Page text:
A famous statement of theoretical computer science, the undecidability of the halting problem, can be traced through the work of Alan Turing back to Gödel. (The life of Turing (1912-1954) has been the basis of a play, Breaking the Code, and a later movie, both with Derek Jacobi. Briefly, this statement is that it is impossible to write a program P that can monitor all other programs Q and tell whether, when Q is run, the computer will stop or grind on forever. Numerous other computer impossibilities can be derived from this single impossibility.
Despite this development, it is an important fact that the brilliant, earth-shaking theorems of Gödel are of absolute unimportant to 99.5% of research mathematicians in their professional work. This is a paradox that is rarely discussed. I've asked a number of informed mathematicians for their comments and have received a wide spread of answers.
One response, which I consider a bit flip, is "Well, the discipline of mathematics is so large and so fragmented that most professionals hardly know or care about what their colleagues at the next desk are doing. We all do out own thing." A prominent member of the British Royal Society (of Science) speaking in public, recently put it this way: "If I took time to read what other people say, I wouldn't have time to do what I want to do."
While all this is true enough, considering that Gödel's work and that of his followers lie at what are supposed to be the foundations of mathematics, where does that leave the material at the higher levels of the structure?
Another response is that Gödel's Incompleteness Theorem is like the Bible or perhaps the Ten Commandments. It states certain limitations. We all know what they are, honor them in principle, and then assume that they do not pertain to our own work.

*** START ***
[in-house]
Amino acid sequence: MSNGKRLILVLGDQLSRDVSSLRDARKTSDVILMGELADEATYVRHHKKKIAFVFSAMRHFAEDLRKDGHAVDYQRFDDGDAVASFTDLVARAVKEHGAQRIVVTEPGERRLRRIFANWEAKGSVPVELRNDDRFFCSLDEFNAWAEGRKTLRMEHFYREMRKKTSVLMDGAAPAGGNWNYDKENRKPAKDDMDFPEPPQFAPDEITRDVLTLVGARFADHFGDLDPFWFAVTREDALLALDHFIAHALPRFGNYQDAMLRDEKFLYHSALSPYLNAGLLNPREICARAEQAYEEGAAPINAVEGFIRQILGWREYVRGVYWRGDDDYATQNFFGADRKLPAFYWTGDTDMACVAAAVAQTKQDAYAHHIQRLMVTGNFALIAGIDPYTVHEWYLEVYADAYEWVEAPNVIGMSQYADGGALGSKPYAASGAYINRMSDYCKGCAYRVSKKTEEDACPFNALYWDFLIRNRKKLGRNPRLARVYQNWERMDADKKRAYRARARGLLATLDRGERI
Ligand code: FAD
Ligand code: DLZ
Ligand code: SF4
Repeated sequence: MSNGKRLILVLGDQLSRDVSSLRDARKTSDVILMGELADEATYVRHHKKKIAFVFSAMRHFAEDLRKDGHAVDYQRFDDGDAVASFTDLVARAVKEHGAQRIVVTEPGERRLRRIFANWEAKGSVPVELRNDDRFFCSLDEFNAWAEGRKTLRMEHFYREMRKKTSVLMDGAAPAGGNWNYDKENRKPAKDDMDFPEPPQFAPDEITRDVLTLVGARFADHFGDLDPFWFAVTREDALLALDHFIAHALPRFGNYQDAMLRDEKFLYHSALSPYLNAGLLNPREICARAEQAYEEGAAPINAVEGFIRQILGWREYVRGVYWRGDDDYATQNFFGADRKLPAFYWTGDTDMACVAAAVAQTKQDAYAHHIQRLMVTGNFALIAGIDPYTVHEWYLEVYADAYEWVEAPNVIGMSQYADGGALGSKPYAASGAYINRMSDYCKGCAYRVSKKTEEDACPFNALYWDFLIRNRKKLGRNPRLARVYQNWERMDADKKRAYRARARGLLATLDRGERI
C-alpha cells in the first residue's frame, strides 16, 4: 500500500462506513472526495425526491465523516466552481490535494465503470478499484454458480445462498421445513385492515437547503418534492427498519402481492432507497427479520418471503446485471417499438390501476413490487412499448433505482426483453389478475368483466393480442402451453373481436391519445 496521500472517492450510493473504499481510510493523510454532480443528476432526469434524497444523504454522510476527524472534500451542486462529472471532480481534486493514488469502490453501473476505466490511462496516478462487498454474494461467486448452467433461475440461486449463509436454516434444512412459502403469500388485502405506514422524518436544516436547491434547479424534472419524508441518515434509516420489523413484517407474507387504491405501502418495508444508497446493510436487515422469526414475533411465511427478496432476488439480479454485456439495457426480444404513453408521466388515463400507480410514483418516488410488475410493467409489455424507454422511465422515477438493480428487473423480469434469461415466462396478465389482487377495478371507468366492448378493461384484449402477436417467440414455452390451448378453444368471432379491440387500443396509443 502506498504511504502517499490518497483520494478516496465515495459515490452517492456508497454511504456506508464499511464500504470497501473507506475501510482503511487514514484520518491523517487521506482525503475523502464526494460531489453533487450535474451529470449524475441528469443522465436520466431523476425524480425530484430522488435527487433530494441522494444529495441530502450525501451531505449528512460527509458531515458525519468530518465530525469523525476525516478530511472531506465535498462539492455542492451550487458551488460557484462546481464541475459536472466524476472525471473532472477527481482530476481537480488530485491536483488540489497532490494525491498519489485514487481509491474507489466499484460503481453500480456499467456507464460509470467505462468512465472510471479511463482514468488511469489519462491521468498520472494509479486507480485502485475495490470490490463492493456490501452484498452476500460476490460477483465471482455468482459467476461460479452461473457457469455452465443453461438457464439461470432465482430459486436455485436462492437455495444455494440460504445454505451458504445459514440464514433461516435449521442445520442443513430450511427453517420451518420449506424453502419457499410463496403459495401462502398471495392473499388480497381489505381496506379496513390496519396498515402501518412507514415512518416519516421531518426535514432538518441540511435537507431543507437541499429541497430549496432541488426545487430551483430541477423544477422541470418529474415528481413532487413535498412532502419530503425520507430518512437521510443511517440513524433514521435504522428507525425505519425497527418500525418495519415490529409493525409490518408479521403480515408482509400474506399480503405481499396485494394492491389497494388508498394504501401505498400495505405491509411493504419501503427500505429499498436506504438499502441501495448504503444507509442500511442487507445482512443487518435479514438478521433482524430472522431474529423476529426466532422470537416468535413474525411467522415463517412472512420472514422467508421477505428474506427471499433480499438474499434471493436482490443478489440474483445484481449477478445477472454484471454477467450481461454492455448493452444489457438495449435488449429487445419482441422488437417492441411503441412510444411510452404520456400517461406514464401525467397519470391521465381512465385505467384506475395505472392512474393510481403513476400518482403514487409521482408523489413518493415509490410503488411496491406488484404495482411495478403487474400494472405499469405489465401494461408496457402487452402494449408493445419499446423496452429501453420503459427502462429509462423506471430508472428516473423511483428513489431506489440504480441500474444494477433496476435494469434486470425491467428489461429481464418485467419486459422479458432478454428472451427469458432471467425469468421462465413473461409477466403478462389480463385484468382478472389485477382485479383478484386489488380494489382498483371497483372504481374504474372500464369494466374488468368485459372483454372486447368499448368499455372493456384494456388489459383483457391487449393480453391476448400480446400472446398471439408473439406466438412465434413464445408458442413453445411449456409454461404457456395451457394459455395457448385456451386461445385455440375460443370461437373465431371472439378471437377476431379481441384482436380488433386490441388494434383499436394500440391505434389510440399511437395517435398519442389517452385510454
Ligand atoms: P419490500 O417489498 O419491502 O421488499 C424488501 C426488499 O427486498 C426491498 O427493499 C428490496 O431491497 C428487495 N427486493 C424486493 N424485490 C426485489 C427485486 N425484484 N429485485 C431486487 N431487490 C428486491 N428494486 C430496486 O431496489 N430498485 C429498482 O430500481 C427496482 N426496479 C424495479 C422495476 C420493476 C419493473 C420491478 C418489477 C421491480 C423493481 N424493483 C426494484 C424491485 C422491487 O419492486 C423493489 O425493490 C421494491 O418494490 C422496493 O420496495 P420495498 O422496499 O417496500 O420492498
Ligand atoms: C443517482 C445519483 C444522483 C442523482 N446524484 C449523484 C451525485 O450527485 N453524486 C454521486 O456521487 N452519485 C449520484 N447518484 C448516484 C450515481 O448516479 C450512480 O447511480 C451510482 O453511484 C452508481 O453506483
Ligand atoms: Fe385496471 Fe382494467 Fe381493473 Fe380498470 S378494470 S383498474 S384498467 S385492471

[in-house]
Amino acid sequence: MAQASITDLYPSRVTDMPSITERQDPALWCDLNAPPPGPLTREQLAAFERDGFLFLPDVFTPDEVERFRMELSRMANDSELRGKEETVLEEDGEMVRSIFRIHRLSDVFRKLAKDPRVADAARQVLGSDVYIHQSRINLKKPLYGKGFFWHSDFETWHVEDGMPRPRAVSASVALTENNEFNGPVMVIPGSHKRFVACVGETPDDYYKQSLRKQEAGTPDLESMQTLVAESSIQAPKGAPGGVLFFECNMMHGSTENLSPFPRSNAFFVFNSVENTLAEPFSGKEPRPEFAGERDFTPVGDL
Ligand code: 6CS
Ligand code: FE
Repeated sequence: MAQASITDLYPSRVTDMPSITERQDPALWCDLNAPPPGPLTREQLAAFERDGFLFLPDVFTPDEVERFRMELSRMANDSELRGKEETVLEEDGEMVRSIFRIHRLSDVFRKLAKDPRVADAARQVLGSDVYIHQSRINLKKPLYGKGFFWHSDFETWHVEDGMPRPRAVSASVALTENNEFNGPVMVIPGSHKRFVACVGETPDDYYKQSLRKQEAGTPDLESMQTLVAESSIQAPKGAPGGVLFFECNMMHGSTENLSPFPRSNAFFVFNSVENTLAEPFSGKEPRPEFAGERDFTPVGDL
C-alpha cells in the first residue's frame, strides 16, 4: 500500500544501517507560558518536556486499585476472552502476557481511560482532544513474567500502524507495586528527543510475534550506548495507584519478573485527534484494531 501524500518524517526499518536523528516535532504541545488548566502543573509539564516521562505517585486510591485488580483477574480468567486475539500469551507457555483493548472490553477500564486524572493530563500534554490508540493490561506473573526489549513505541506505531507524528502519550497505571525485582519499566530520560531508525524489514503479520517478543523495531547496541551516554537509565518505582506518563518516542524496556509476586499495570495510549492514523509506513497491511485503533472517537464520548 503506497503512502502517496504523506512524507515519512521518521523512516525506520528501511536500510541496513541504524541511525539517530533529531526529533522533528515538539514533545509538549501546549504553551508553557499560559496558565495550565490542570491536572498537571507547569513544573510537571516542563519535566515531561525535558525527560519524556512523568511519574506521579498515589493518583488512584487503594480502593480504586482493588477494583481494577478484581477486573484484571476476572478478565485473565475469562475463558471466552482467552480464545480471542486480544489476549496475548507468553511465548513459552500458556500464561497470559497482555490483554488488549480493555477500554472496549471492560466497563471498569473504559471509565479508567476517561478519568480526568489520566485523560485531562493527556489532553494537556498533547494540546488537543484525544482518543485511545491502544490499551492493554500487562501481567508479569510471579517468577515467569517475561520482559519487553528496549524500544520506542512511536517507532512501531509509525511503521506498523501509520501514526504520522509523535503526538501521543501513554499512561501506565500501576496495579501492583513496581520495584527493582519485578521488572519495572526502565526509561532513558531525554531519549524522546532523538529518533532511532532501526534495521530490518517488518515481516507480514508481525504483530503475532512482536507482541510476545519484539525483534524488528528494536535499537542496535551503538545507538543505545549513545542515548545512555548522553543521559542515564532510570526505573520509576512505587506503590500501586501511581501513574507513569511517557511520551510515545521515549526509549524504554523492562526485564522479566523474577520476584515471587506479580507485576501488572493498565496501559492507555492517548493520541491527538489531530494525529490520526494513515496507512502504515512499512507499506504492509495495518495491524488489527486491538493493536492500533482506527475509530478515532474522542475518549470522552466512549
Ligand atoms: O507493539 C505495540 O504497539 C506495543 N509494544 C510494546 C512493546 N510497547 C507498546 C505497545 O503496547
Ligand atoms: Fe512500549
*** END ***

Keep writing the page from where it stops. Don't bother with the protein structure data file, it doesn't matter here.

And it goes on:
Although Gödel's theorems are now a significant part of the unstated metamathematical assumptions of research, they are relegated to a far back burner. IF a number theorist is working, say, on the famous and as yet unsolved problem of whether there are an unlimited number of twin primes (e.g. 11,13; 17,19), then the strong assumption underlying the work, even in our post-Gödelian period, is that the answer is either yes or no. It is not assumed that on the basis of the traditional axioms of arithmetic we cannot decide for true or for false.
Some have answered the paradox of irrelevance in this way: "Wait, the impact is yet to be felt." Thus philosopher of science David Berlinski's, "We have just begun --- begun! ---- to assess the full importance of Gödel's Incompleteness Theorem for philosophy, mathematics, and computer science.
To this one might respond that if the truth of a large fraction of what mathematicians have wanted traditionally to prove turns out to be unprovable, this would mean that the mathematical enterprise is totally different from the way it has been represented for centuries.
This leads me to my own explanation, which I cannot develop fully in this review and which is not far from the views of the Hungarian philosopher Imre Lakatos. It is that the role of deductive proof in mathematics has been misappraised. We have witnessed and apotheosis of Euclid's method --- definitions, axioms, theorems, proofs --- that has increased in the past 150 years of mathematical history, and that embodies a false description of how mathematicians operate, how they think, what, in fact, they do. I believe that a notion of mathematical "evidence," one that includes logical deduction as one of its components, dominates the process of mathematizing. And as regards deduction itself, it can have only a local, informal character. The "here" and the "there" are subject to constant historic renegotiation, modulated by the process of new concept formation.
One of the side pleasures I find in reading books is in following up on interesting tangential material that is often unimportant to the main story. Dawson's book suggested two tangents to me, and he was even kind enough to deepen one of them for me by mail.